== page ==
Environmental Cleanup:

Progress in Resolving Long-Standing Issues at the Rocky Mountain Arsenal

NSIAD-96-32: Published: Mar 29, 1996. Publicly Released: Apr 29, 1996.

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Pursuant to a congressional request, GAO reviewed the cleanup program at the Rocky Mountain Arsenal, focusing on the: (1) status of cleanup efforts; (2) completion plans for the cleanup; and (3) cost-sharing plans between the Army and Shell Oil Company, which leased a portion of the Arsenal.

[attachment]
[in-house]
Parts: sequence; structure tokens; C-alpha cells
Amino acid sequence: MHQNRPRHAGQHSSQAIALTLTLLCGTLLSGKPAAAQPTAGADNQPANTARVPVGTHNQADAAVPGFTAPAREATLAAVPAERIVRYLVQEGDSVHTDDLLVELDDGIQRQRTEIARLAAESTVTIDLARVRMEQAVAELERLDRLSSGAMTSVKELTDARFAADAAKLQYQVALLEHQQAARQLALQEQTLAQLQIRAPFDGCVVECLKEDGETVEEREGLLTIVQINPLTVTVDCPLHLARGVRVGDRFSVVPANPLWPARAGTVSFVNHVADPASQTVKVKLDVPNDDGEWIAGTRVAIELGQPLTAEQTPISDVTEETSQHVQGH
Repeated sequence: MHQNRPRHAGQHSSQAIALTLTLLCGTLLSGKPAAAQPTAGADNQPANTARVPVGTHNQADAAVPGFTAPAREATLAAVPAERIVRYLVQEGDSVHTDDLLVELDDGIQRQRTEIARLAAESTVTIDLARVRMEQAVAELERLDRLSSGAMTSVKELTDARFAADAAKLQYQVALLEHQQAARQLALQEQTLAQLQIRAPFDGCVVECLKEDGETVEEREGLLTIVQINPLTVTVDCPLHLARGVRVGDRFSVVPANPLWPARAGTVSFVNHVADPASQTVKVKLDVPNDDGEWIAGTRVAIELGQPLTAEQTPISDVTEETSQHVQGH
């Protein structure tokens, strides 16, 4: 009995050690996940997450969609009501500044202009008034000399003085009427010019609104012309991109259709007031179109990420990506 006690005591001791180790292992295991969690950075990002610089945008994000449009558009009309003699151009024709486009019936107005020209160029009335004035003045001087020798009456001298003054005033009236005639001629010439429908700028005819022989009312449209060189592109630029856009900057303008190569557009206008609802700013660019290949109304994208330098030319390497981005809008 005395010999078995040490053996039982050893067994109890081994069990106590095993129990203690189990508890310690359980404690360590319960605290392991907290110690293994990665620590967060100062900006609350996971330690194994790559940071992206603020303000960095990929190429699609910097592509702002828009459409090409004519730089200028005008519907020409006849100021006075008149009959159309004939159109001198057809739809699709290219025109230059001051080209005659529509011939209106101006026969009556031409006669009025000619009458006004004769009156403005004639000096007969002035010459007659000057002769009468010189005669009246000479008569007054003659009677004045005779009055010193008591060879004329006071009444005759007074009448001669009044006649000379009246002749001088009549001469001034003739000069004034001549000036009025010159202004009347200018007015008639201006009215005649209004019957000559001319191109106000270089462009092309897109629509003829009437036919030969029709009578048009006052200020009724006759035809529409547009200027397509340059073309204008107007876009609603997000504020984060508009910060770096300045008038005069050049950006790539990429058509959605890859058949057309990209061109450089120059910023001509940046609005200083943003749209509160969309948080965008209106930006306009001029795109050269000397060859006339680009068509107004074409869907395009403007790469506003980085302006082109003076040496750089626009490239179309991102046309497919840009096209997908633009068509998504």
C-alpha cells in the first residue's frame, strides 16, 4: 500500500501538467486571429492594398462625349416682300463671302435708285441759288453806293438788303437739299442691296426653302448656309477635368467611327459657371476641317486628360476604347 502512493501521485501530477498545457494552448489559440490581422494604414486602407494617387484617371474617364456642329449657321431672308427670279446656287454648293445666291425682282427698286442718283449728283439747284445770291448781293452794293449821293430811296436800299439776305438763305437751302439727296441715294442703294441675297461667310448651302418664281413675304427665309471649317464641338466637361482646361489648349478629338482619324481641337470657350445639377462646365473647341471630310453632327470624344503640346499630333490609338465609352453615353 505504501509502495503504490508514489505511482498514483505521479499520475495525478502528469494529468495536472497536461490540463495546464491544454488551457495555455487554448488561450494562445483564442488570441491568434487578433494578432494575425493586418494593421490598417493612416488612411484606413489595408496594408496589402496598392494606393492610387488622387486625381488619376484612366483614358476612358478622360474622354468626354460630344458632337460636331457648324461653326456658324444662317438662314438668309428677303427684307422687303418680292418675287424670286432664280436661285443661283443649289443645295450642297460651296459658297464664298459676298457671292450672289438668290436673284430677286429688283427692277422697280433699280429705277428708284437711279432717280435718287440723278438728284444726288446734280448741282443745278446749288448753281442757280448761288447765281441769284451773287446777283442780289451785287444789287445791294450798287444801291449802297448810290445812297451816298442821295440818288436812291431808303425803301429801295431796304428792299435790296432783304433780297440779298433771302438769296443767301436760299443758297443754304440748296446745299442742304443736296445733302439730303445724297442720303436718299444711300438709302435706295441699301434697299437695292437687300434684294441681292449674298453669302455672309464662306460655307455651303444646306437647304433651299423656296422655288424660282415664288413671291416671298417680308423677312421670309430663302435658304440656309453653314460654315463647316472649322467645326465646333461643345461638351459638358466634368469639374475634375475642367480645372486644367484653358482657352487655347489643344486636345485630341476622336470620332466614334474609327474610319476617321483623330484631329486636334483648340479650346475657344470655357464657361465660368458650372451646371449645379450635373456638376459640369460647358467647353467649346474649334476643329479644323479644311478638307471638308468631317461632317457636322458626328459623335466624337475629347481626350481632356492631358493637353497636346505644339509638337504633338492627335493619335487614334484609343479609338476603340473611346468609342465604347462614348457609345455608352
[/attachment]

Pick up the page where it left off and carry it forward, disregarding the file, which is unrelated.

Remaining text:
GAO found that: (1) permanent cleanup at Rocky Mountain Arsenal has been delayed for years due to lawsuits and numerous other disputes between the parties involved; (2) in June 1995, Colorado and five other key parties signed an agreement for a conceptual remedy to address the lawsuits and disputes; (3) although about $300 million of the nearly $1 billion spent to date has been for interim actions to mitigate the most urgent environmental threats, the majority has been spent on studies and other management activities; (4) the June 1995 conceptual agreement resolves the most significant issues and paves the way for a final settlement, or record of decision, in 1996; (5) based on the agreement, the Army currently estimates the cleanup will cost $2.1 billion and take until 2012; (6) prior to the agreement, the Army had estimated a $2.8-billion to $3.6-billion cleanup effort to be complete in about 2010; (7) although the agreement addresses many of the disputed issues, the final details are yet to be negotiated; (8) until the cleanup plan is detailed and finalized in the record of decision, the cost and completion estimates will be subject to change; (9) under a 1989 settlement, the Army and Shell are sharing cleanup costs, and the costs to correct damages attributable solely to either the Army or to Shell are to be financed by the responsible party; (10) however, most contamination was commingled, and these cleanup costs will be shared under a formula requiring each party to pay 50 percent of the first $500 million in cleanup costs, with Shell's share decreasing as total costs increase; (11) although the agreement does not limit total contributions, Shell estimated its total costs will be about $500 million and so far has contributed $274 million; (12) by the time the final phase of cleanup begins in May 1996, under an expected record of decision, the Army will be responsible for 80 percent of the costs for commingled contamination; and (13) these costs represent most of the remaining cleanup.

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